But my relative quiet and time away from the day-in, day-out of reporting and writing has given me the chance to sit back and observe the goings-on in sports and sharpen a couple of opinions I've long held.
Whether that means that players are forced to transfer out of their respective programs or whether they will stay as walk-ons remains to be seen.
In West Virginia's case, it has long been believed that reserve Dee Proby was ready to transfer elsewhere for playing time. Josh Sowards no longer will be with the team, but that still leaves one more scholarship to be freed up.
That decision could be made for Huggins if the issues surrounding Joe Mazzulla (both in terms of his recovery from last season's shoulder injury and the resolution of his legal problems) don't work out well for the former starting point guard.
Regardless of the individual outcomes, the situations at WVU and UK emphasize the disparity in the power held by institutions and the athletes that represent them in college sports.
It's the schools and the coaches that wield the entirety of that power in situations like these.
While in some cases (perhaps like that of Proby) the decision to part ways can be mutual, in others, it might not be so clear-cut. In those moments, a player's future is left entirely at the mercy of coaches and administrators who are paid to win.
Invariably, the least competitive of players will be the ones either cut from scholarship or forced out of the program.
These are, of course, the ones who are least likely to end up making a career out of playing sports. In many cases, the academic scholarships they receive are their only chance to get a college education and make a better life for themselves and their families.
This isn't to say that the coaches and administrators are doing some sort of wrong to the athletes. They are paid to win, not to be arbiters of social justice. They are doing what they must with the system that is in place.
However, the NCAA should examine what can be done to give players the chance to accept a scholarship with the knowledge that if they are willing to put in the work academically, they will have the chance to earn their degree without financial worry.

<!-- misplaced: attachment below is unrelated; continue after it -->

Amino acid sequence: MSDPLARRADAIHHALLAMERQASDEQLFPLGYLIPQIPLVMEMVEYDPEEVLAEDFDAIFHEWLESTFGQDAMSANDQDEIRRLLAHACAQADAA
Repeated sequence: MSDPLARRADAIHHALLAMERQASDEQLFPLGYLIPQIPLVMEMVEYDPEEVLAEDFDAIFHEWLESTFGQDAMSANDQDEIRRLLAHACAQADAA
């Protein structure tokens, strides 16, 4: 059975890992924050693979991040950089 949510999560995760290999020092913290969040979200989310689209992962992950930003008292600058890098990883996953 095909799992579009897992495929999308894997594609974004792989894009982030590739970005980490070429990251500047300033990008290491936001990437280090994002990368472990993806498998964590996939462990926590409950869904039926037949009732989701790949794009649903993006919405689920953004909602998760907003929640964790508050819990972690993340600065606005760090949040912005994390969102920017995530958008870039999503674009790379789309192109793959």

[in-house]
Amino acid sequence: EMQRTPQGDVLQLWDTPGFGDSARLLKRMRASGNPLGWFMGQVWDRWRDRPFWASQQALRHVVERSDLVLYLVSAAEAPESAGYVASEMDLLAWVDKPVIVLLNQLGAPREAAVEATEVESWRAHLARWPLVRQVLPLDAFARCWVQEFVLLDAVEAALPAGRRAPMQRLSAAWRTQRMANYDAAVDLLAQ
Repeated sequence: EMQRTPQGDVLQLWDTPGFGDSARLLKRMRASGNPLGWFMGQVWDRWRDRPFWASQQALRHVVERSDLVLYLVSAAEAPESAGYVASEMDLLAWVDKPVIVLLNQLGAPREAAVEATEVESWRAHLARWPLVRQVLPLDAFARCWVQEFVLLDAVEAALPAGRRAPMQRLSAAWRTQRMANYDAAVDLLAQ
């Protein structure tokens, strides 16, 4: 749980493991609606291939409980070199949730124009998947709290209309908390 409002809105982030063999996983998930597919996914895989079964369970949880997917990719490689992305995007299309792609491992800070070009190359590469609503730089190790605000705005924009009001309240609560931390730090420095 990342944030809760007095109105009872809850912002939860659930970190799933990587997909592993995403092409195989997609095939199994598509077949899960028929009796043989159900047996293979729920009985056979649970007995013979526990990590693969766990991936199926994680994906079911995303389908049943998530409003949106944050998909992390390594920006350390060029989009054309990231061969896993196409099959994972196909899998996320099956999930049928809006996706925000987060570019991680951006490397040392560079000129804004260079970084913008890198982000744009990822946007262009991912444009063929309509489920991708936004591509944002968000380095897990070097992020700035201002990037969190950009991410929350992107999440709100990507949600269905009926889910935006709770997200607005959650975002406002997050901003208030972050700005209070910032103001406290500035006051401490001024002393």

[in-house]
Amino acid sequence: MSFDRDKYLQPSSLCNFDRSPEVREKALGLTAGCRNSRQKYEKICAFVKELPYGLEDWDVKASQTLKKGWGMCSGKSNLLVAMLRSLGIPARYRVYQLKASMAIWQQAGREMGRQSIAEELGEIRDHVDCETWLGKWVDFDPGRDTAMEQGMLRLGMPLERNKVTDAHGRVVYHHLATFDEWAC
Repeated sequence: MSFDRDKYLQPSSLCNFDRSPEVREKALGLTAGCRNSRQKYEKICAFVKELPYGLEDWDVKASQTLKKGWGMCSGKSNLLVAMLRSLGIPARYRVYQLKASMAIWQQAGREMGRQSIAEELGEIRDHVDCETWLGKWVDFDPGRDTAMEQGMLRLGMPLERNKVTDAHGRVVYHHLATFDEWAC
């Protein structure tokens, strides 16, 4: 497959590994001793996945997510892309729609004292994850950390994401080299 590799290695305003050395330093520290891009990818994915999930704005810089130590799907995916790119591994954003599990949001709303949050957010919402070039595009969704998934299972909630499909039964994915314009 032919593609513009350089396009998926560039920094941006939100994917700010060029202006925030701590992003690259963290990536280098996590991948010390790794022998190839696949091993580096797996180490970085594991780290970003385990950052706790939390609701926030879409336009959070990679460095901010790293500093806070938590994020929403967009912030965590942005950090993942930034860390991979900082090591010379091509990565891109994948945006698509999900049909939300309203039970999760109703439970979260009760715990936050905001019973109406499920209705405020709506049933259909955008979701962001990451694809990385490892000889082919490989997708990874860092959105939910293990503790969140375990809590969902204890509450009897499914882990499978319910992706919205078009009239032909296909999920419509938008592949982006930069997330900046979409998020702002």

Perhaps that means giving players the option to forfeit their remaining athletic eligibility and stay in school on scholarship if they are forced out by their coach.
Regardless of the solution, something should be done to give the student-athletes more power to control their futures in college athletics. The athletes at Kentucky and West Virginia deserve that much.
* * *
Speaking of Huggins, it seems as though the long-discussed practice facility the Mountaineer men's and women's basketball teams are looking forward to is still some time away from becoming a reality.
The head coach wants to begin construction sooner rather than later despite the fact that much of the funding to build the facility is still not in place.
Athletic department officals (notably athletic director Ed Pastilong) are on record as saying that significantly more money must be in hand to break ground.
There are merits to both sides of that argument -- Huggins claims that donors would be more apt to give money if they saw some tangible sign of progress, while Pastilong claims it would be irresponsible to start a project without the money to finish it.
My personal curiosity lies in the precipitous rise in the projected cost of the facility.
When I broke the story that WVU was planning to build the practice facility (during my time at The Daily Athenaeum), I was given a "ballpark" cost of $16-20 million for the construction by Russ Sharp, the associate athletic director for finance and administration.
This number wasn't just randomly thrown out.
The athletic department had already been working with the architects to plan out what would be in the building, and Sharp said even then that it was mostly details that had to be worked out to determine exactly what the building would ultimately contain and what it would look like.
Now, the projected cost is in the neighborhood of $26 million.
Huggins has justified the high cost of the facility, saying it takes money to "build it right." He has cited the example of the Coliseum, which he still says is a quality facility almost 40 years after it opened.
The question remains, however, what will make the facility so much better as to justify an additional $6-10 million in construction costs.
Is it simply using quality materials to ensure the building will be around for a long time? Or is it a desire to have features that some might consider luxuries?
Perhaps in the coming weeks and months we will have a better idea of what exactly is the reason for the high cost, which Fairmont Times West Virginian columnist Bob Hertzel pointed out is more than the entire Greenbrier Resort was recently bought for.
While we're waiting on those details, Huggins is left waiting for the project (which he has called essential to the program's future) to finally become a brick-and-mortar reality.